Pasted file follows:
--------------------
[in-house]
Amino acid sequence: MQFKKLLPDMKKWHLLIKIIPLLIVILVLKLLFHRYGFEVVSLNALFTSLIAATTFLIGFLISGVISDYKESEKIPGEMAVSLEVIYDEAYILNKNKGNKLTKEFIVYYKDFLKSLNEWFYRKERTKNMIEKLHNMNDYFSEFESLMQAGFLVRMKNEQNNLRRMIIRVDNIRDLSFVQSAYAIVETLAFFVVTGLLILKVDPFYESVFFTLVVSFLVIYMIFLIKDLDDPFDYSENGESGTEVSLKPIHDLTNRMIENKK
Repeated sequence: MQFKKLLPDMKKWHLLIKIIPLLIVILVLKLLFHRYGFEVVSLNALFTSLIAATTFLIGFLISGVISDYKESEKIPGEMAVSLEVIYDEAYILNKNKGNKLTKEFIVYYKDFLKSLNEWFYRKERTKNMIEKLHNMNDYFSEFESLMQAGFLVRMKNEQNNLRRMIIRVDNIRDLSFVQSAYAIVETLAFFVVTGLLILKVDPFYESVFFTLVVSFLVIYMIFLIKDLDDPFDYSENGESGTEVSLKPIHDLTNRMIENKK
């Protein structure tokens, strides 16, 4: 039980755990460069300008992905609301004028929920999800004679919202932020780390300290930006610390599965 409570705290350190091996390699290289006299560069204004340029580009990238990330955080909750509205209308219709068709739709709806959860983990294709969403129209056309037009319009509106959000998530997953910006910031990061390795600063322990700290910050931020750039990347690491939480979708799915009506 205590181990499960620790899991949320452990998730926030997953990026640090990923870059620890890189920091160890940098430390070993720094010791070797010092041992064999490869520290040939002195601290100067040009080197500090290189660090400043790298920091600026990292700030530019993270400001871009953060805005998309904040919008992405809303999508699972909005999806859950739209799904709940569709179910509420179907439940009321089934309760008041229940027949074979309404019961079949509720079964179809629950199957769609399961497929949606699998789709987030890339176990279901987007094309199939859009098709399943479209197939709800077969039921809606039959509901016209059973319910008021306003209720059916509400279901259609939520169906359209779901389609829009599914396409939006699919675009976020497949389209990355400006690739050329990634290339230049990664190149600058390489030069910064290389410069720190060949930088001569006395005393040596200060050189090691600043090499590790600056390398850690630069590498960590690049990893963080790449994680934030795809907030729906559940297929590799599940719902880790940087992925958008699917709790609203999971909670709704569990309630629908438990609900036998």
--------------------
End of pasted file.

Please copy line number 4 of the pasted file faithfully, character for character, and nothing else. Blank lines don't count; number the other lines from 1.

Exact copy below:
């Protein structure tokens, strides 16, 4: 039980755990460069300008992905609301004028929920999800004679919202932020780390300290930006610390599965 409570705290350190091996390699290289006299560069204004340029580009990238990330955080909750509205209308219709068709739709709806959860983990294709969403129209056309037009319009509106959000998530997953910006910031990061390795600063322990700290910050931020750039990347690491939480979708799915009506 205590181990499960620790899991949320452990998730926030997953990026640090990923870059620890890189920091160890940098430390070993720094010791070797010092041992064999490869520290040939002195601290100067040009080197500090290189660090400043790298920091600026990292700030530019993270400001871009953060805005998309904040919008992405809303999508699972909005999806859950739209799904709940569709179910509420179907439940009321089934309760008041229940027949074979309404019961079949509720079964179809629950199957769609399961497929949606699998789709987030890339176990279901987007094309199939859009098709399943479209197939709800077969039921809606039959509901016209059973319910008021306003209720059916509400279901259609939520169906359209779901389609829009599914396409939006699919675009976020497949389209990355400006690739050329990634290339230049990664190149600058390489030069910064290389410069720190060949930088001569006395005393040596200060050189090691600043090499590790600056390398850690630069590498960590690049990893963080790449994680934030795809907030729906559940297929590799599940719902880790940087992925958008699917709790609203999971909670709704569990309630629908438990609900036998």